NEW YORK, (AP) – The admitted terrorist said he had been a naive adolescent brainwashed into plotting to blow up American embassies. He called himself a changed man, a would-be ophthalmologist who deserved a chance to pursue his goal.
But a federal judge in Manhattan sentenced Mohammed Mansour Jabarah to life in prison, saying she gave him credit for repudiating violence but couldn’t overlook what he had done.
“Actions speak louder than words,” U.S. District Judge Barbara S. Jones said as she imposed the sentence Friday.
She had listened to the Canadian citizen deliver a convoluted 20-minute speech blaming his past on evil men who exploited his youth and inexperience.
“I am not a ruthless, infamous and notorious terrorist,” said Jabarah, who was 19 when he was captured in Oman after the collapse of his bombing plot. “I do not believe in terrorism, violence and killing.”
Jabarah has been in U.S. custody since 2002, when Canada’s intelligence service turned him over to the FBI. He secretly pleaded guilty to terrorism charges as part of a short-lived plea bargain.
For a few months, he was a valuable resource in the hunt for al-Qaeda leaders. He gave investigators information about Sept. 11 mastermind Khalid Sheikh Mohammed, described his personal meetings with Osama bin Laden in Afghanistan, and detailed his interactions with several other high ranking al-Qaeda lieutenants.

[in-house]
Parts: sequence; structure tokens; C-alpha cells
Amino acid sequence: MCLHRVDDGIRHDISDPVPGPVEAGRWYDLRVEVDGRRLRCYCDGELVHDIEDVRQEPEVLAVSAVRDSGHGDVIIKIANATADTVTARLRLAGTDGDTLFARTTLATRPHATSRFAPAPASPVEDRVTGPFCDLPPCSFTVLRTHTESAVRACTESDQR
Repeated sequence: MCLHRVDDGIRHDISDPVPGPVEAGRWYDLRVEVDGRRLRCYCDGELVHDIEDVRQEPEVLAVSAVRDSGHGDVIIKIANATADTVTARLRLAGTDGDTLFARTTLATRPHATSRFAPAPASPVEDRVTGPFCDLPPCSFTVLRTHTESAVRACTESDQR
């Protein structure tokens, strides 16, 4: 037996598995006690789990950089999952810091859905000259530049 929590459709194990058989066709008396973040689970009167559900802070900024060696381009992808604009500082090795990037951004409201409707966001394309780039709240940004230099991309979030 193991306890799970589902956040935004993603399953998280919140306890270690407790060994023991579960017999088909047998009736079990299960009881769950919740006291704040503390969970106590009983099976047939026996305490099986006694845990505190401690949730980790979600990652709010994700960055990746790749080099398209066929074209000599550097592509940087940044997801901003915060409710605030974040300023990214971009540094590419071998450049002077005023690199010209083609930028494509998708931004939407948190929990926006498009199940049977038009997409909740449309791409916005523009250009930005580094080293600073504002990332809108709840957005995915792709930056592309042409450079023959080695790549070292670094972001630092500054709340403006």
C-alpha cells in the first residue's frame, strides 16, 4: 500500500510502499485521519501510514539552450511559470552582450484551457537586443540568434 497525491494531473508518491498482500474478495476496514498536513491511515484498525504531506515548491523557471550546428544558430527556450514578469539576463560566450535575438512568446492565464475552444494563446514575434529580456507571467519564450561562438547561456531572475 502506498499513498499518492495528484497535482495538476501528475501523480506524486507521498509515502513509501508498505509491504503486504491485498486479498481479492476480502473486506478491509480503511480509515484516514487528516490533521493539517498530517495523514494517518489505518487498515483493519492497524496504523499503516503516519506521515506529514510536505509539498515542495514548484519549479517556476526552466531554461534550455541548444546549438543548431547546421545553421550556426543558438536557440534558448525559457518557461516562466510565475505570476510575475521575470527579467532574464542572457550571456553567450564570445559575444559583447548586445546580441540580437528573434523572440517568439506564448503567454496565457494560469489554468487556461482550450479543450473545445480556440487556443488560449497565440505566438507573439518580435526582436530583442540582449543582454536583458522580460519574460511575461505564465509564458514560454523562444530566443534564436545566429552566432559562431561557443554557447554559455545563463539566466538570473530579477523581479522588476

He also described his own involvement in a terrorist plot. After graduating from high school in St. Catharines, Ontario, where he had lived since a move from Kuwait at age 12, Jabarah slipped into Afghanistan and trained at al-Qaeda camps in 2001. Prosecutors said he was preparing his first major operation — bomb attacks on American and Israeli embassies in Singapore and the Philippines — when the scheme was foiled by a round of arrests.
“This is far from a half-baked plot,” Assistant U.S. Attorney Jennifer Rodgers said, noting that tons of explosives had been bought and a suicide bomber selected.
“Mr. Jabarah is the real deal,” Rodgers said.
After Oman’s intelligence service captured Jabarah, he was brought to Canada. He was interrogated and told he had two choices: Go to the U.S. military prison at Guantanamo Bay, or switch sides and become an informant.
By July 2002, he had pleaded guilty in a closed court session and moved into a series of FBI safe houses in the United States, where he lived in relative comfort, with a stereo and his own kitchen.
His work as a snitch ended a few months later, when FBI agents searching his quarters discovered jihadist writings, a knife and rope hidden in his luggage, and instructions on how to make explosives. They also found a list bearing the initials of U.S. agents and prosecutors. Investigators believed it was a roster of people Jabarah intended to kill.